European stock markets sank on Friday on concerns over New York's first Ebola case, looming eurozone bank stress test results, and news of a British economic slowdown.
In late morning deals, London's FTSE 100 index slid 0.29 percent to stand at 6,400.77 points, as data showed British economic growth slowed to 0.7 percent in the third quarter after 0.9-percent expansion in the second.
Frankfurt's DAX 30 dipped 0.12 percent to 9,036.83 points and in Paris the CAC 40 fell 0.30 percent to 4,145.16 compared with Thursday's close.
"Equity traders have been met with red across their screens this morning as fresh Ebola worries and looming bank stress test results have dented trader?s optimism," said analyst Alastair McCaig at IG trading group.
The first confirmed Ebola case in New York City has meanwhile hurt investors' risk appetite.
On Sunday, the European Central Bank (ECB) will issue the results of an unprecedented health check of eurozone banks under new powers for the central bank. These tests are one of the main reforms after the eurozone debt crisis to reduce the risks of a repetition of crisis in parts of the banking system.
New frameworks are intended to put up firewalls so that a fall in value of government bonds, held heavily by banks, does not pull down banks and lead to rescues by governments, which then have to issue more debt.
The ECB will publish the results of the audit -- which will put under the microscope the balance sheets of about 130 banks accounting for 82 percent of total banking assets in 19 countries (the eurozone plus Lithuania) -- at 1100 GMT on Sunday.
At the same time in London, the European Banking Authority (EBA) will publish the results of its own stress test for the wider European Union.
Analysts are confident that because banks have been taking action for months now to plug any holes in their balance sheets, there will not be any nasty surprises.
"We expect that the majority of banks will pass the assessment," said credit rating agency Fitch.
On Friday, Europe's top banks were rising slightly. In London, British banks Barclays and Lloyds saw their share prices rise by 0.22 percent and 0.68 percent, to stand at 226.4 pence and 76.85 pence respectively.
In Paris, Credit Agricole shares advanced 0.22 percent to 11.62 euros and Societe Generale was up 1.04 percent at 49.7 euros.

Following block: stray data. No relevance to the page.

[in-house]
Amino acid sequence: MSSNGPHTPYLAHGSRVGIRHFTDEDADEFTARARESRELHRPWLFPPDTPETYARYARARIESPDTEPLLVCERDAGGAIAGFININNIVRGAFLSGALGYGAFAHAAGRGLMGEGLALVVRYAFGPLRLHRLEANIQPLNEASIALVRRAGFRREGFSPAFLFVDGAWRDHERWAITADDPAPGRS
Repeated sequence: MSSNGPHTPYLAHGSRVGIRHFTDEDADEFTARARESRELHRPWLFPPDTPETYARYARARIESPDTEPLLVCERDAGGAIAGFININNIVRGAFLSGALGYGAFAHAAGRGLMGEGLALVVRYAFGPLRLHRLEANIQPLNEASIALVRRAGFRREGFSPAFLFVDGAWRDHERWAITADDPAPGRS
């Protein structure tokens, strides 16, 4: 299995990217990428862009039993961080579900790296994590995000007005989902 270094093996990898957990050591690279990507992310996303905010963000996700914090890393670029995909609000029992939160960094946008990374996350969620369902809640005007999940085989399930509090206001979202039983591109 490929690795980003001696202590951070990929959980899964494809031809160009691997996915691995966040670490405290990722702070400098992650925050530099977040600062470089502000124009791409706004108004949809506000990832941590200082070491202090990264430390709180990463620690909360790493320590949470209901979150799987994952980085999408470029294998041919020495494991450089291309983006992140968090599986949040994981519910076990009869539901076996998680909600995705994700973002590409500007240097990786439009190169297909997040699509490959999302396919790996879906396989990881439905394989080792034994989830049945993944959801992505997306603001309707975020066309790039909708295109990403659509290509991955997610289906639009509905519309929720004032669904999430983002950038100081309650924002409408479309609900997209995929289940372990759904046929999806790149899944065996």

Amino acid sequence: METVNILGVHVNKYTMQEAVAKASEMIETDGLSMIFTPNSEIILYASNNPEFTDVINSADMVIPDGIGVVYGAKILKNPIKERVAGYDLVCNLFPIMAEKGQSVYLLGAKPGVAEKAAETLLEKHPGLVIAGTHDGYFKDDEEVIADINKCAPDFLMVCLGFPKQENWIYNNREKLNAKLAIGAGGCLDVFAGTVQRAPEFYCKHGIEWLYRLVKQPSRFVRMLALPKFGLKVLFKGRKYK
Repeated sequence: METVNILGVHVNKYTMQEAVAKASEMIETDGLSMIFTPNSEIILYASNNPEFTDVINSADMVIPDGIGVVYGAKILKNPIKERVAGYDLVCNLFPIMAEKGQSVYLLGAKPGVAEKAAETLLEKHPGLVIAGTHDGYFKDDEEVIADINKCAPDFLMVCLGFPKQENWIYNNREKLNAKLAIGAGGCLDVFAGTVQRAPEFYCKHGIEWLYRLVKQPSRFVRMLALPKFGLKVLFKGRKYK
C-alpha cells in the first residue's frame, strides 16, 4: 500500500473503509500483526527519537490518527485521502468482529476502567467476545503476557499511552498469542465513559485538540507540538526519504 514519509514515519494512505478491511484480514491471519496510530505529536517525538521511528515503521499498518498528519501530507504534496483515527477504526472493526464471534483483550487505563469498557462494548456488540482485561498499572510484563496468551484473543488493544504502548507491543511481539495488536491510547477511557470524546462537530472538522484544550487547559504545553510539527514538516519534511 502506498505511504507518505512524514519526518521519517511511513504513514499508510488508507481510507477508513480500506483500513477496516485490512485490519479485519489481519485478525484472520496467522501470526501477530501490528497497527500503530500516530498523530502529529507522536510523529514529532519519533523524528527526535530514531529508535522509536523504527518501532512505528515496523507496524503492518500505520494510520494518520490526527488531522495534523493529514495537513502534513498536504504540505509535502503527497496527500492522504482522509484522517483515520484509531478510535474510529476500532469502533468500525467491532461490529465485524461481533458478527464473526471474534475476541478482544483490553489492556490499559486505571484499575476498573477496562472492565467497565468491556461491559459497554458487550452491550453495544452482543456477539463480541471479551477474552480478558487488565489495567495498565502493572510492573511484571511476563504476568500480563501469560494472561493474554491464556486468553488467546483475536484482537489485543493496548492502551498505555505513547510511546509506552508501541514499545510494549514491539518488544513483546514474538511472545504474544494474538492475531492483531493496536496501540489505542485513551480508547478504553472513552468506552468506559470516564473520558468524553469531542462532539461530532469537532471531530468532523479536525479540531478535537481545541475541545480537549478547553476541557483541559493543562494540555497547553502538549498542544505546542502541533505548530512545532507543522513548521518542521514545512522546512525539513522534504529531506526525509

Shares in Commerzbank meanwhile gained 0.90 percent to 11.78 euros in Frankfurt.
Publisher Pearson was meanwhile the top faller in the British capital, losing 2.78 percent to 1,136.5 pence.
The owner of the Financial Times newspaper revealed that sales fell six percent in the nine months of 2014 from a year earlier, hit by adverse currency factors.
The stock was also hit by news that chief financial officer Robin Freestone will leave before the end of 2015, after a total of 10 years at the group.
In Paris, French luxury products group Kering topped the CAC 40 fallers board, sinking 4.14 percent to 147.2 euros.
Kering posted rising third-quarter sales after the market close on Thursday, but investors focussed on falling revenues at its high-end brand Gucci.
Asian markets were mixed on Friday following strong gains on Wall Street, with Tokyo enjoying a significant bump due to the dollar's rise against the yen.
Tokyo rose 0.79 percent, Sydney added 0.54 percent, while Hong Kong lost 0.13 percent, Seoul fell 0.31 percent and Shanghai ended flat.
In foreign exchange deals in London, the euro climbed to $1.2653 from $1.2647 late in New York on Thursday. The European single currency eased to 78.82 British pence from 78.88 pence. The British pound rose to $1.6056 from $1.6032 on Thursday.
"Sterling has remained within a tight trading range against the euro and dollar, despite another week of disappointing data for the pound," said Phil Ryan, a dealer at Currencies Direct.
On the London Bullion Market, the price of gold slipped to $1,232.32 an ounce from $1,232.75 on Thursday.